The term roses are red only applies to a fraction of what you'll see at Mingus Rose and Azalea Nursery south of Athens.
William Mingus has been raising roses, seriously, for about 10 years, combining a lot of work with a growing depth of knowledge to bring up scores of species varying in color and size.
“I've always liked flowers,” Mingus said. “I've always grown azaleas, but wasn't too good with roses. I decided I was going to teach myself to grow them, one way or another.”
Mingus said he's pretty much self-taught when it comes to raising roses.
“I don't have a lot of formal education on it,” Mingus said. “I learned the hard way.”
Mingus said he started out by wanting to have a pretty garden and sell roses on the side. That's pretty much his attitude today. The garden area at the nursery is more than four acres. Customers, or anyone who wants to drink in the beauty can come and stroll across the bridges, past the ponds and see the buds and blooms.
“We like showing it off,” Mingus said. “This isn't all of it. What you see here is actually about a fourth of it.”
“We've got quality roses. It's not your dime store roses,” Mingus said. “We give everybody a card here and teach them how to grow a rose. Most people don't know how.”
Mingus said he teaches people to plant the roses in pots, in the ground. For roses, a big pot yields the best results.
“We sell roses in three-and four-gallon pots, because they can develop the root system they can't in a gallon or gallon-and-a-half pot. You cut an X in the bottom of the pot and that makes a reservoir,” Mingus said. “The roots are not going to grow until the fall, anyway.”
Rose plants without an established root system will quickly die.
Mingus compared raising roses to raising a baby.
“You don't want to throw a baby out in the yard,” Mingus said. “That's why they call them nurseries. Our job as parents is to toughen them up a little and get them ready for life. Well, our job is to toughen them up and get them ready for life. Growing roses is no different.”
Most of his roses weren't in full bloom on April 8, but there were thousands of petals already there to see, in shades of red, orange, plum, pink and an array of color combinations.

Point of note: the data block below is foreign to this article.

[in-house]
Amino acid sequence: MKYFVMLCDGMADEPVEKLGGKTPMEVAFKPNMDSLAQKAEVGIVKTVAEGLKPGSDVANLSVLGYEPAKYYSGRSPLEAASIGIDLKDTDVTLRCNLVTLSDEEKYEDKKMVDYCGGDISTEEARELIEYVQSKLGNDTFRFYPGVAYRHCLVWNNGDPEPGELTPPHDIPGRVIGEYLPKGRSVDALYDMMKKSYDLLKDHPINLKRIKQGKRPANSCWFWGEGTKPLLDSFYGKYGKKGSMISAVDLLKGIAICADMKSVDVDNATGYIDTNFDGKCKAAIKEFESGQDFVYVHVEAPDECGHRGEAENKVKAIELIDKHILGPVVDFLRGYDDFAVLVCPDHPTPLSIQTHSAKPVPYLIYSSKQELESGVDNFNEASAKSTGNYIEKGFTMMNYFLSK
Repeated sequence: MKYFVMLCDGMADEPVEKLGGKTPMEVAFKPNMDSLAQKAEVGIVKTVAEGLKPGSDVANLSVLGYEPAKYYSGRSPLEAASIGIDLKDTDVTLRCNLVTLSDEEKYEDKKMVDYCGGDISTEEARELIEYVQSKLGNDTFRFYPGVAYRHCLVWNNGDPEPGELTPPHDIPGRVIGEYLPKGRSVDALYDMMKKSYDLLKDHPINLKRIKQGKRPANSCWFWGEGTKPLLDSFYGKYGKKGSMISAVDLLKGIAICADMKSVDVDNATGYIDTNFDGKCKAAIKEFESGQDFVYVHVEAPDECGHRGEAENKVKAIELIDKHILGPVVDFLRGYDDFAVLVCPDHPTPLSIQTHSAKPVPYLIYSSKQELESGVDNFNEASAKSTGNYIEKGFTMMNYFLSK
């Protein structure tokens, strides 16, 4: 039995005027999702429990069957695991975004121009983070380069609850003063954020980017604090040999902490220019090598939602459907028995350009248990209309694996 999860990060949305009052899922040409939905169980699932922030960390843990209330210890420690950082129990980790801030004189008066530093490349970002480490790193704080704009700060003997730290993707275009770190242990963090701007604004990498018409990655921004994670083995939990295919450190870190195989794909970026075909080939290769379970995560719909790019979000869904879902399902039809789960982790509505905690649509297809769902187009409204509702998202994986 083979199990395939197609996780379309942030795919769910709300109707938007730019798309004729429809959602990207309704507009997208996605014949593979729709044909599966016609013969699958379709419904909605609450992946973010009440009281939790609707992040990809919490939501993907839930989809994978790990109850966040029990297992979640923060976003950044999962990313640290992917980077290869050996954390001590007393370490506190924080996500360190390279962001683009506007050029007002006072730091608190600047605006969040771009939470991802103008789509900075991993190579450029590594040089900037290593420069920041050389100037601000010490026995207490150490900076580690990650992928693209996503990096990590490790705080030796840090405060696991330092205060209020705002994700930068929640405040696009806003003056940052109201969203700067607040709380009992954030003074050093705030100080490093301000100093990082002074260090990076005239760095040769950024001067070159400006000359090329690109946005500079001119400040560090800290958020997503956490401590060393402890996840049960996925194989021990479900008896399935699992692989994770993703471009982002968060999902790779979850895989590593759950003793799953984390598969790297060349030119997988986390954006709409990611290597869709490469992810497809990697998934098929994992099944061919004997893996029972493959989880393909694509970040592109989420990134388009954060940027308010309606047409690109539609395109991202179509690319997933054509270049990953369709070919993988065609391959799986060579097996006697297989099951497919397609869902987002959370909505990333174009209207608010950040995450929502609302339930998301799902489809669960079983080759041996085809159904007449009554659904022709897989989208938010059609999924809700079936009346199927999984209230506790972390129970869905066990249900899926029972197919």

“What we've done is put out different types of rose beds,” Mingus said. “We put them in the ground and show people the setting. You can sell a rose in a pot, but they don't get any idea of the size of the bush and how it's going to look in a natural setting.”
Summer can be a tough time in the rose garden. Mingus said they can spend eight or more hours a day making sure the flowers are watered. His wife, Jessica, and the children pitch in to help keep the flowers alive and looking their best.
Eight-year-old Gracie was in the garden on April 8. The Mingus children range up to age 14.
“She knows how to talk to customers, sell them and tell them what type of roses we've got.”
Mingus said there are different roses for different uses. Some species produce a beautiful bush, but the rose is not as spectacular as others. Others aren't much to look at while they're not in bloom, but are breathtaking when covered in flowers.
A walk through the garden will introduce you to a big yellow rose called the Julia Child, a red rose with a splash of yellow called Ketchup and Mustard and one named the Fourth of July that looks kind of like a fireworks show.
Mingus said he'd like to see the City of Athens have a rose festival and azalea trail each year. It works for Tyler, and Athens has its own share of beautiful plant life.
“We've got the natural soil and everything it takes to do it,” Mingus said.
To get to Mingus' nursery, head south on State Highway 19 to the turnoff to Coon Creek. The nursery is on the right side of the highway.
From the pages of the Spring HC Magazine. View the flip book at http://joom.ag/XjLQ